Stories about Media & Journalism from January, 2012
Lilianne Ruíz, blogging at Translating Cuba, compares a television spot “that shows a series of watercolors of butterflies from one of the five officials of the Interior Ministry imprisoned in the United States…with the stories that are told of Cuban jails, especially for political prisoners who, ever since their detention,...
Facebook pages of some Russian media outlets (e.g., Afisha, Bolshoi Gorod, Esquire Russia, Channel 1, MTV Russia) were deluged with copy-pasted comments [ru, ar] from users who appeared to be supporters of the Syrian opposition earlier today. An excerpt from a typical comment [ru, ar]: “Syria's regime is killing people...
Dondequiera says of a US $20 million ad campaign to promote tourism: “If we could only use 1/4 of that money to police and clean our beaches, maintain the bathrooms…. I just thought you'd like to know how your hard earned tax dollars were being spent. The whole thing just...
The latest Cuban media campaign “is directed against the [expensive] mobile vendors, those sellers of fruits and vegetables who transport their goods on a tricycle or other wheeled device” – Generation Y says: “Although this is a problem that hurts us all, I don’t think we will solve it with...
Annie Paul posts an article she wrote about Vybz Kartel and the skin bleaching phenomenon.
The live broadcast of an alleged rape on the TV show with the highest ratings in Brazil on 14th January, with no immediate intervention by TV Globo, led thousands of internet users to declare their disgust and outrage, but also provoked an important debate on machismo and sex education in the country.
In a recent live Pakistani television show, a group of middle aged women were seen scouring the parks of Karachi to hold accountable the couples dating without their guardians' knowledge. Protests mounted on social media which led to the firing of the anchor and removal of the show from the network.
Cuban bloggers discuss the national Communist Party conference, which took place this past weekend.
India’s media sphere exploded last week with reports from Mumbai of a tuberculosis strain (TDR-TB) completely resistant to all known treatment. As the World Health Organization released a statement refuting the term TDR-TB, the blogosphere erupted to remind whatever they call it, they should do something about it.
A group of Kurdish Internet activists that have been organizing around the #TwitterKurds hashtag on Twitter have come together for the first Kurdish Social Media Gathering earlier this month in London. The event was live streamed and joined in via Skype and YouTube by those who could not be there physically, although there were participants who had traveled from as far as Australia to participate.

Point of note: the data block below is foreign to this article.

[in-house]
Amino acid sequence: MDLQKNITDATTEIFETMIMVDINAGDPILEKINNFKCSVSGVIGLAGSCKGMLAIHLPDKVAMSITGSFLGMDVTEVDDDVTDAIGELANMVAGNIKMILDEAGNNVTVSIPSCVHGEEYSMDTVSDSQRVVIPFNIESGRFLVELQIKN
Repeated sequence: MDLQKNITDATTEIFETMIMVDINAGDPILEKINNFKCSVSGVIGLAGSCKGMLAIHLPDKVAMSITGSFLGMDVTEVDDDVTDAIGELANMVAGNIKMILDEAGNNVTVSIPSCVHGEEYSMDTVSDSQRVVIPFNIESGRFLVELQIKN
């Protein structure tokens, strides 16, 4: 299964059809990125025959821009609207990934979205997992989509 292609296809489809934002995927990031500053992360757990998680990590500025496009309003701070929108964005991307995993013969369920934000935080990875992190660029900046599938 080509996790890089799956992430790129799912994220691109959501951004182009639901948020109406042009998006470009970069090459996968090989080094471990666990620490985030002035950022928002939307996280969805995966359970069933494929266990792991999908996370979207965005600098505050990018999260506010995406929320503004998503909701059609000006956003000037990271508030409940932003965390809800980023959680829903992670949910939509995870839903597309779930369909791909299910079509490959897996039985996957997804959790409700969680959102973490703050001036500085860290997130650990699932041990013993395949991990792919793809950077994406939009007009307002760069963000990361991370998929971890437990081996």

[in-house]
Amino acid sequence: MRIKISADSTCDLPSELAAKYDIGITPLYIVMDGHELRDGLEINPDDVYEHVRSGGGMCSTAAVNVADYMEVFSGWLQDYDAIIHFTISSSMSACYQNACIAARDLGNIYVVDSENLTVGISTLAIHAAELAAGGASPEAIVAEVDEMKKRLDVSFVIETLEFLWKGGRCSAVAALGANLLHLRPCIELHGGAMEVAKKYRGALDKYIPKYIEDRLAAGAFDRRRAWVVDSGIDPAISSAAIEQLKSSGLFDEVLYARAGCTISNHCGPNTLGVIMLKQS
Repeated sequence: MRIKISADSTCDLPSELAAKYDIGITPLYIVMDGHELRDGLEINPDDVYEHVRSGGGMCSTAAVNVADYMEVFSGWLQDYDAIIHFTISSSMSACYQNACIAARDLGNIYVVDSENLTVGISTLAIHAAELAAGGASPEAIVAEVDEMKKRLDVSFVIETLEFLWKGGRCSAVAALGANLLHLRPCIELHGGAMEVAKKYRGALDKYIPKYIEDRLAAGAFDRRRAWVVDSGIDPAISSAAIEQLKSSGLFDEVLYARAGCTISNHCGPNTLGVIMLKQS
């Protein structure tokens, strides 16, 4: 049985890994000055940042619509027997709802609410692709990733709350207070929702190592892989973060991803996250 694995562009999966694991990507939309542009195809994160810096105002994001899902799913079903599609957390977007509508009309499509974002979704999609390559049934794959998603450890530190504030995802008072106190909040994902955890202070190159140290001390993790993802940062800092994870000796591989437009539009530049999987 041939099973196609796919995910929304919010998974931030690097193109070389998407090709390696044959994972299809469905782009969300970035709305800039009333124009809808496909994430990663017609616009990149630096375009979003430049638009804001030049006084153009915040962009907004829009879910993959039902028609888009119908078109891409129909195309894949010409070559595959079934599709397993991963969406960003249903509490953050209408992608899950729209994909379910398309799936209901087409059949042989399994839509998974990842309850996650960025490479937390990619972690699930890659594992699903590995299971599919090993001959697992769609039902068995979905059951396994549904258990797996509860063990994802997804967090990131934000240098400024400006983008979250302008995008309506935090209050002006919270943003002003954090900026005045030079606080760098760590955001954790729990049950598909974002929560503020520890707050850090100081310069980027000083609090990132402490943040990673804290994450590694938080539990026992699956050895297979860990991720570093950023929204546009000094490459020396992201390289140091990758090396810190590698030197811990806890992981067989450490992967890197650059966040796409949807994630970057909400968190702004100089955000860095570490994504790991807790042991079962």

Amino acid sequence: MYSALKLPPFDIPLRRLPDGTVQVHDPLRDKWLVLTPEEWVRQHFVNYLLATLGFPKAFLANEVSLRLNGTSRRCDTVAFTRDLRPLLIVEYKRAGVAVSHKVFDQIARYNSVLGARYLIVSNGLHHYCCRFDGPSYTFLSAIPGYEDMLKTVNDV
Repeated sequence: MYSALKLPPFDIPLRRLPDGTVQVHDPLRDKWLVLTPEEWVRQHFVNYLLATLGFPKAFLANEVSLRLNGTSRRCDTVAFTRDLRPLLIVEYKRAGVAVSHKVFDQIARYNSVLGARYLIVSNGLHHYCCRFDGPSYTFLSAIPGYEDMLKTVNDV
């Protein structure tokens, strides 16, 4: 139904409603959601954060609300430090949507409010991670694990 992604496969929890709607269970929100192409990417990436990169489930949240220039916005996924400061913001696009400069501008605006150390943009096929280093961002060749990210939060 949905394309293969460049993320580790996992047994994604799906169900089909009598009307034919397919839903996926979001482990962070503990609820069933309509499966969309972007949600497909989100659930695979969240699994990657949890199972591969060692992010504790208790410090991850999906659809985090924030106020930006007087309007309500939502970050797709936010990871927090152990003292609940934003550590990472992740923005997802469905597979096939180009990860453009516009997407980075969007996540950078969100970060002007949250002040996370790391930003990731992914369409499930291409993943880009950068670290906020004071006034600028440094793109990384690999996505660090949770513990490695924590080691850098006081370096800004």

Australia Day ceremonies are usually the dullest of events. But not when Australia’s political leaders are together just walking distance from a gathering at the contentious Aboriginal Tent Embassy. Kevin Rennie reports.
Standing with Ethiopia's jailed blogger: “It would be hard to find a better symbol of media repression in Africa than Eskinder Nega. The veteran Ethiopian journalist and dissident blogger has been detained at least seven times by Prime Minister Meles Zenawi's government over the past two decades, and was put...
Penstar protests against the tendency of some Bhutanese newspapers to undermine Dzongkha language and suggests that the national language needs to be promoted everywhere.
kid5rivers takes the Port of Spain mayor to task for his disagreement with a proposal to offer offer free utilities and transport to senior citizens, asking, tongue firmly in cheek: “Perhaps His Worship confused SCs who are worth their weight in silk with SCs who are waited upon because they...
Guanaguanare hopes that the story of Josiah Governor, the child who was beaten to death, will “motivate us to be more humane in the way we treat our children”, while TnT River blogs about Everton Vasquez, a minor who “hanged himself after receiving a beating from his grandmother.”
Brazilian blogger Conceição Oliveira republished [pt] an e-mail sent by the Military Police of São Paulo trying to explain the actions on what became known as “Massacre of Pinheirinho“. The police complains of “misleading statements that have been spun by people not involved with the real democratic values”.
A week after the broadcast of an opinion piece by the journalist Pedro Rosa Mendes on public radio, the end of the program was announced. The piece criticized the coverage of an event with several politicians and business men from Portugal and Angola. Bloggers immediately reacted to the "axing of freedom of expression".
Sunanda Deshapriya reports that Media organisations in Sri Lanka have staged a protest titled “Black January” on January 25, 2012 in Colombo against a series of attacks targeting media personnel in recent years.
Raza Habib Raja criticizes moral policing efforts in a Pakistan TV show which generated much controversy.
“In addition to triggering the greatest civic hell-raising in Internet history…the SOPA/PIPA laws have touched a nerve in Cuba’s digital community”: half-wired explains.
Bloggers report on protests against the firing of journalist and lecturer Freddie Kissoon from the national university, here and here.